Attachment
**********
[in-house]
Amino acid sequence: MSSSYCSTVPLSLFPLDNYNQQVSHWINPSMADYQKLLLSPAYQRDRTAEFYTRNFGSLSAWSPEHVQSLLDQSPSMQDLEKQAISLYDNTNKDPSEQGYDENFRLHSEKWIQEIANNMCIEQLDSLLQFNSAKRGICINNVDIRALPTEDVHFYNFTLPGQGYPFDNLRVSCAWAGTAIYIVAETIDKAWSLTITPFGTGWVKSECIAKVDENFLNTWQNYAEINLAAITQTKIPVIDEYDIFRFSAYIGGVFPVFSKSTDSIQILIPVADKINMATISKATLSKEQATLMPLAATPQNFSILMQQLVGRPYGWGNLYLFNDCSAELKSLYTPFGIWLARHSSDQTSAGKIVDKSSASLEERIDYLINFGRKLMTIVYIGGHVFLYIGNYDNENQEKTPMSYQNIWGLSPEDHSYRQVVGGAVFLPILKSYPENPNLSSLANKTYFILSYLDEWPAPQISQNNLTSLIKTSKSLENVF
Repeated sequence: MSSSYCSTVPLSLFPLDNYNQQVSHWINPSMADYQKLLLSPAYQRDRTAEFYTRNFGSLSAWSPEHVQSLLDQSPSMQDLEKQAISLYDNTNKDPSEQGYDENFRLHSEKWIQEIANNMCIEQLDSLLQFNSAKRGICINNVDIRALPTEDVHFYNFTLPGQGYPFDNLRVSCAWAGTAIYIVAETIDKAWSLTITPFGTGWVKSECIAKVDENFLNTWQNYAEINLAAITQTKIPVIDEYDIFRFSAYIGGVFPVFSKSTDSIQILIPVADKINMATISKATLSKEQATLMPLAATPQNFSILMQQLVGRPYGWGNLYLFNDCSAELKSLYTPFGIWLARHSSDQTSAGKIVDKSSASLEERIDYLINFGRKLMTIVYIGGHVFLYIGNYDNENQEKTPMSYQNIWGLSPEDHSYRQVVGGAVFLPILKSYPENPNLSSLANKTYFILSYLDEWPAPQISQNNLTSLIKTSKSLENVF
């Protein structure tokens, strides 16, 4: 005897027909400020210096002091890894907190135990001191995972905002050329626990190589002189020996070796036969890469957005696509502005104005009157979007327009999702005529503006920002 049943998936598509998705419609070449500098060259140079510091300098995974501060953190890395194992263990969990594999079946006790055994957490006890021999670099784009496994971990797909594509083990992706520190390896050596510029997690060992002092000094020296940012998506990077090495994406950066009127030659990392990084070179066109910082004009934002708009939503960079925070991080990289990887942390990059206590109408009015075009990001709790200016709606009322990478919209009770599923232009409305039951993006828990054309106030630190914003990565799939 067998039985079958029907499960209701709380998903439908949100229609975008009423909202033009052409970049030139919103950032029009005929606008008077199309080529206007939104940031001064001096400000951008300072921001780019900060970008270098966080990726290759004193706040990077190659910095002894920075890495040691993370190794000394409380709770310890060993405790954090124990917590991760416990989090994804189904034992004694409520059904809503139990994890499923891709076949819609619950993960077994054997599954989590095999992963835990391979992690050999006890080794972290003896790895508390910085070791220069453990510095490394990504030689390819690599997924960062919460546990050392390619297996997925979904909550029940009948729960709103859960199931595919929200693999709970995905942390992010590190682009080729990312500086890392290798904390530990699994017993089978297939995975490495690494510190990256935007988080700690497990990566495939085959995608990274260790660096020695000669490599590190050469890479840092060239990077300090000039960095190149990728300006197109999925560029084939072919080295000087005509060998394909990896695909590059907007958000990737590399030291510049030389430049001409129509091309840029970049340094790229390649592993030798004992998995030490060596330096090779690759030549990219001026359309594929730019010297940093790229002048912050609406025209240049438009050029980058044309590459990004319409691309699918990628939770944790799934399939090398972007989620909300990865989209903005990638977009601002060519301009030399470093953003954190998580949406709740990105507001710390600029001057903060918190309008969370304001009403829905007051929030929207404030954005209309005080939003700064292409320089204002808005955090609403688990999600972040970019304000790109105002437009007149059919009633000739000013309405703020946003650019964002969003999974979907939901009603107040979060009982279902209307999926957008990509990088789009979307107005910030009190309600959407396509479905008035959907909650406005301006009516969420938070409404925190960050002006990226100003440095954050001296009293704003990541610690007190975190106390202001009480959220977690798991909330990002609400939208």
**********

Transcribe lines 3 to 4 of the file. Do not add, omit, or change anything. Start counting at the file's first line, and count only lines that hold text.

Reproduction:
Repeated sequence: MSSSYCSTVPLSLFPLDNYNQQVSHWINPSMADYQKLLLSPAYQRDRTAEFYTRNFGSLSAWSPEHVQSLLDQSPSMQDLEKQAISLYDNTNKDPSEQGYDENFRLHSEKWIQEIANNMCIEQLDSLLQFNSAKRGICINNVDIRALPTEDVHFYNFTLPGQGYPFDNLRVSCAWAGTAIYIVAETIDKAWSLTITPFGTGWVKSECIAKVDENFLNTWQNYAEINLAAITQTKIPVIDEYDIFRFSAYIGGVFPVFSKSTDSIQILIPVADKINMATISKATLSKEQATLMPLAATPQNFSILMQQLVGRPYGWGNLYLFNDCSAELKSLYTPFGIWLARHSSDQTSAGKIVDKSSASLEERIDYLINFGRKLMTIVYIGGHVFLYIGNYDNENQEKTPMSYQNIWGLSPEDHSYRQVVGGAVFLPILKSYPENPNLSSLANKTYFILSYLDEWPAPQISQNNLTSLIKTSKSLENVF
């Protein structure tokens, strides 16, 4: 005897027909400020210096002091890894907190135990001191995972905002050329626990190589002189020996070796036969890469957005696509502005104005009157979007327009999702005529503006920002 049943998936598509998705419609070449500098060259140079510091300098995974501060953190890395194992263990969990594999079946006790055994957490006890021999670099784009496994971990797909594509083990992706520190390896050596510029997690060992002092000094020296940012998506990077090495994406950066009127030659990392990084070179066109910082004009934002708009939503960079925070991080990289990887942390990059206590109408009015075009990001709790200016709606009322990478919209009770599923232009409305039951993006828990054309106030630190914003990565799939 067998039985079958029907499960209701709380998903439908949100229609975008009423909202033009052409970049030139919103950032029009005929606008008077199309080529206007939104940031001064001096400000951008300072921001780019900060970008270098966080990726290759004193706040990077190659910095002894920075890495040691993370190794000394409380709770310890060993405790954090124990917590991760416990989090994804189904034992004694409520059904809503139990994890499923891709076949819609619950993960077994054997599954989590095999992963835990391979992690050999006890080794972290003896790895508390910085070791220069453990510095490394990504030689390819690599997924960062919460546990050392390619297996997925979904909550029940009948729960709103859960199931595919929200693999709970995905942390992010590190682009080729990312500086890392290798904390530990699994017993089978297939995975490495690494510190990256935007988080700690497990990566495939085959995608990274260790660096020695000669490599590190050469890479840092060239990077300090000039960095190149990728300006197109999925560029084939072919080295000087005509060998394909990896695909590059907007958000990737590399030291510049030389430049001409129509091309840029970049340094790229390649592993030798004992998995030490060596330096090779690759030549990219001026359309594929730019010297940093790229002048912050609406025209240049438009050029980058044309590459990004319409691309699918990628939770944790799934399939090398972007989620909300990865989209903005990638977009601002060519301009030399470093953003954190998580949406709740990105507001710390600029001057903060918190309008969370304001009403829905007051929030929207404030954005209309005080939003700064292409320089204002808005955090609403688990999600972040970019304000790109105002437009007149059919009633000739000013309405703020946003650019964002969003999974979907939901009603107040979060009982279902209307999926957008990509990088789009979307107005910030009190309600959407396509479905008035959907909650406005301006009516969420938070409404925190960050002006990226100003440095954050001296009293704003990541610690007190975190106390202001009480959220977690798991909330990002609400939208």